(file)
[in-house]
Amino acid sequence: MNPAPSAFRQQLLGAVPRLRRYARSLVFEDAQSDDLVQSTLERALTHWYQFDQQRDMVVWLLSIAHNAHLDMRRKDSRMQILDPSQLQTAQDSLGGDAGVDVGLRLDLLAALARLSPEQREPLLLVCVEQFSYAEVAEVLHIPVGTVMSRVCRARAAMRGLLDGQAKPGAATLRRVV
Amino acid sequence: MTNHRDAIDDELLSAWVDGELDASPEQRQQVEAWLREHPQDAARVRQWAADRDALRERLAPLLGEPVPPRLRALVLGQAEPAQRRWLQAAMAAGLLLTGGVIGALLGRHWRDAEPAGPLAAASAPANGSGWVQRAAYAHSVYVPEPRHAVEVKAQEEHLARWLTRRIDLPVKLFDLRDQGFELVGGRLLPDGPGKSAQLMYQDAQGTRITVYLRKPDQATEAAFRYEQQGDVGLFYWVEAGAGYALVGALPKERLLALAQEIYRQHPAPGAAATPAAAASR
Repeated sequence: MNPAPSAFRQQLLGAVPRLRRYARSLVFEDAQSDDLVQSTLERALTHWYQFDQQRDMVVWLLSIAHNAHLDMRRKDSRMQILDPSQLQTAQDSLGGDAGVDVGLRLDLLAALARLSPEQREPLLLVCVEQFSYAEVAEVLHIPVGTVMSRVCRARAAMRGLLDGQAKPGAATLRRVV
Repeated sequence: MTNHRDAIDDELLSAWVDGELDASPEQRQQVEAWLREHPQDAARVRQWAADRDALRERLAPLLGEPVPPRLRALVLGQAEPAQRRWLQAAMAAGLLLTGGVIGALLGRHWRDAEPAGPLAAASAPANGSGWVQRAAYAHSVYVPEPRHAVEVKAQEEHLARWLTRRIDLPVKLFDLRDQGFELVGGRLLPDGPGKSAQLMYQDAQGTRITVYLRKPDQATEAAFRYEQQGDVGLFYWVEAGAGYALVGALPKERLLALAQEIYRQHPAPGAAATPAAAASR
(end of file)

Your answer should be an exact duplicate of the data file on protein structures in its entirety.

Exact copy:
[in-house]
Amino acid sequence: MNPAPSAFRQQLLGAVPRLRRYARSLVFEDAQSDDLVQSTLERALTHWYQFDQQRDMVVWLLSIAHNAHLDMRRKDSRMQILDPSQLQTAQDSLGGDAGVDVGLRLDLLAALARLSPEQREPLLLVCVEQFSYAEVAEVLHIPVGTVMSRVCRARAAMRGLLDGQAKPGAATLRRVV
Amino acid sequence: MTNHRDAIDDELLSAWVDGELDASPEQRQQVEAWLREHPQDAARVRQWAADRDALRERLAPLLGEPVPPRLRALVLGQAEPAQRRWLQAAMAAGLLLTGGVIGALLGRHWRDAEPAGPLAAASAPANGSGWVQRAAYAHSVYVPEPRHAVEVKAQEEHLARWLTRRIDLPVKLFDLRDQGFELVGGRLLPDGPGKSAQLMYQDAQGTRITVYLRKPDQATEAAFRYEQQGDVGLFYWVEAGAGYALVGALPKERLLALAQEIYRQHPAPGAAATPAAAASR
Repeated sequence: MNPAPSAFRQQLLGAVPRLRRYARSLVFEDAQSDDLVQSTLERALTHWYQFDQQRDMVVWLLSIAHNAHLDMRRKDSRMQILDPSQLQTAQDSLGGDAGVDVGLRLDLLAALARLSPEQREPLLLVCVEQFSYAEVAEVLHIPVGTVMSRVCRARAAMRGLLDGQAKPGAATLRRVV
Repeated sequence: MTNHRDAIDDELLSAWVDGELDASPEQRQQVEAWLREHPQDAARVRQWAADRDALRERLAPLLGEPVPPRLRALVLGQAEPAQRRWLQAAMAAGLLLTGGVIGALLGRHWRDAEPAGPLAAASAPANGSGWVQRAAYAHSVYVPEPRHAVEVKAQEEHLARWLTRRIDLPVKLFDLRDQGFELVGGRLLPDGPGKSAQLMYQDAQGTRITVYLRKPDQATEAAFRYEQQGDVGLFYWVEAGAGYALVGALPKERLLALAQEIYRQHPAPGAAATPAAAASR